Our Daily Bread 418: University Challenged ‘Oh Temple!’

January 11, 2021

Album Review/Dominic Valvona

University Challenged ‘Oh Temple!’
(Hive Mind Records) 29th January 2021

A cosmic couriers union of transcendent, experimental and Kosmische scions the University Challenged play-on-words entitled trio of Ajay Saggar, Oli Heffernan and Kohhei Matsuda make their 2021 debut on the adroit and carefully curated Hive Mind imprint. Synonymous for its eclectic output of global releases, with albums by the late doyen of Moroccan gnawa music, Maalem Mahmoud Gania (and his son, Houssam Gania) plus volumes dedicated to Indonesian Jaipongan and the Atlas Mountains electric music of Moulay Ahmed El Hassani, Hive now expand their already amorphous perimeters to include this expansive cosmic egg of an opus.

Bringing together the holy guitar trances and dreamwave of Bhajan Bhoy and Deutsche Ashram instigator Saggar, the prolific maverick behind Ivan The Tolorable, Heffernan, and the Japanese nosieniks Bo Ningen band member Matsuda for a convergence of ambient, entrancing, dubby, psychedelic, shoegaze and Krautrock inspired drifting suites. Nailing the performances of their 2019 shows in Holland, the Oh Temple! album saves on wax the cerebral space music triumvirate’s untethered wanderings: both inwards and out. 

It begins with the post-rock phaser waves and skying transcendental furnished reference to the 4th century Greek-Christian martyr “Serenus”; a pious unfortunate known widely for his horticultural skills, fitted up for an affair he never had. That poor saint was immortalised for his stoic commitment to the Christian faith in the face of death: he was duly decapitated for his troubles. Whatever the use is here, the trio set out sonically on a vaporous ascent that reimagines the purposeful neo-classical renderings of Qluster and the Kosmische tarot mysticisms of Walter Wegmüller, whilst channelling Spiritualized’s venerations.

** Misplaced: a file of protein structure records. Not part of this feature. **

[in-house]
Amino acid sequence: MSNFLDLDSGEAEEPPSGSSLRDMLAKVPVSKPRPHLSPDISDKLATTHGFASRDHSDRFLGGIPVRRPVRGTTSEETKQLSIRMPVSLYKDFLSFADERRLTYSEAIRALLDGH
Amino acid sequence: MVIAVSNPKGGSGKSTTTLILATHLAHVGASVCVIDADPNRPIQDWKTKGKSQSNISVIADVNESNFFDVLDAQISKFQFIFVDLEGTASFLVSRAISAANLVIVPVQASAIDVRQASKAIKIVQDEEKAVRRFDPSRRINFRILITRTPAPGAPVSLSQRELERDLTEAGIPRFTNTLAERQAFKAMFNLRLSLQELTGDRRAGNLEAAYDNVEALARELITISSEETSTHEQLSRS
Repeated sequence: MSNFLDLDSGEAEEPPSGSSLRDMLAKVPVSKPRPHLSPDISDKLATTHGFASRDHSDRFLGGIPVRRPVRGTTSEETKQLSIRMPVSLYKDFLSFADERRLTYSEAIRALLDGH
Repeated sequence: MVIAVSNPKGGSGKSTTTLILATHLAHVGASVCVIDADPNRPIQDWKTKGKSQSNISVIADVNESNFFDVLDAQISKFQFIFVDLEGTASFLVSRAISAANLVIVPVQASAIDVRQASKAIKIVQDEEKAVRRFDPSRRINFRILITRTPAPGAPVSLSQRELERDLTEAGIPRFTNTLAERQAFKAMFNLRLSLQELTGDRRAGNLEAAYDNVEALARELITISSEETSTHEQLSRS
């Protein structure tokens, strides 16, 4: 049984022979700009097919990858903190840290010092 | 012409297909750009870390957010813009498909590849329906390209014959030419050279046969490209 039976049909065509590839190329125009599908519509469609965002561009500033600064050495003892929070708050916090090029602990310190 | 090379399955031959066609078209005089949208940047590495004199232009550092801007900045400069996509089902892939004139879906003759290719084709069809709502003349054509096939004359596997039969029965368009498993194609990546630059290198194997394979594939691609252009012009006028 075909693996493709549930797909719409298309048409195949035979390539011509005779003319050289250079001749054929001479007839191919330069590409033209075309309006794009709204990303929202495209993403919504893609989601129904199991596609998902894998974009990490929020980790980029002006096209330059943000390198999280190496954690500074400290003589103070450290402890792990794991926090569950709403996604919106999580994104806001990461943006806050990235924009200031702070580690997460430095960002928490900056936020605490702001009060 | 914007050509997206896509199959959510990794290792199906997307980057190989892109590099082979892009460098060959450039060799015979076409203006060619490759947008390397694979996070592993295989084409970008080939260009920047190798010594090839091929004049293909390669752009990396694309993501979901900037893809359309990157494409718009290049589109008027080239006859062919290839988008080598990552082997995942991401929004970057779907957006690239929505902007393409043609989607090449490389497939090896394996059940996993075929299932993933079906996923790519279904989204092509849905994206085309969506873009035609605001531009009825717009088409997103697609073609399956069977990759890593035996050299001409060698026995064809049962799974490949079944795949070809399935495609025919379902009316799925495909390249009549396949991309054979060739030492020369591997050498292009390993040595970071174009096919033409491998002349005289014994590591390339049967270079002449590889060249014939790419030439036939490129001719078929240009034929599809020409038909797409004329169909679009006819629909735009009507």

Closer geographically to Heffernan’s base of operations, ‘On The Banks Of The River Swale’ washes in the atavistic waters of a tributary that’s played host to a history of settlements dating back as far as Mesolithic times. Probably on Archdruid Cope’s monolithic tour, certain stone assemblages and formations lie near to the Swale. Here, we experience the running and whispery waters and psychogeography of place, as sounded by Eno, The Velvet Underground and Ash Ra Temple.

A strange sizzled and fluty resonating crispy buzz is joined by a vision of Peter Green fronting Pink Floyd on the languid cricketing termed ‘Reverse Swing’. I’m not sure what the trio were attempting musically, but to these ears it evokes a semblance of a lunar Ry Coder floating over a tropical island in space.

Another real location, mapped out this time by a dubby bubbled ghostly fog of Cousin Silas And The Glove Of Bones, Alan Vega, The Orb and The Cosmic Jokers, the Jamaican beach resort (constantly rated, I found out, as one of the world’s ten most desired beach fronts) of “Negril” (‘Choppers Over Negril’) is immortalised with a both hallucinogenic and gauzy soundtrack.  Famous for featuring in Ian Fleming’s The Man With The Golden Gun bond caper as a location for a meeting with the arch-villain assassin-for-hire Scaramanga, Negril (the “little black one” when translated from the Spanish) was named by the Spanish transgressors, who it’s believed were referring to the abundance of black eels that were found in its waters. The chopper of that full title is represented by a rotor like enveloping guitar, which in cyclonic mode fans a vapourous Rastafari atmosphere of toaster call outs and adulations.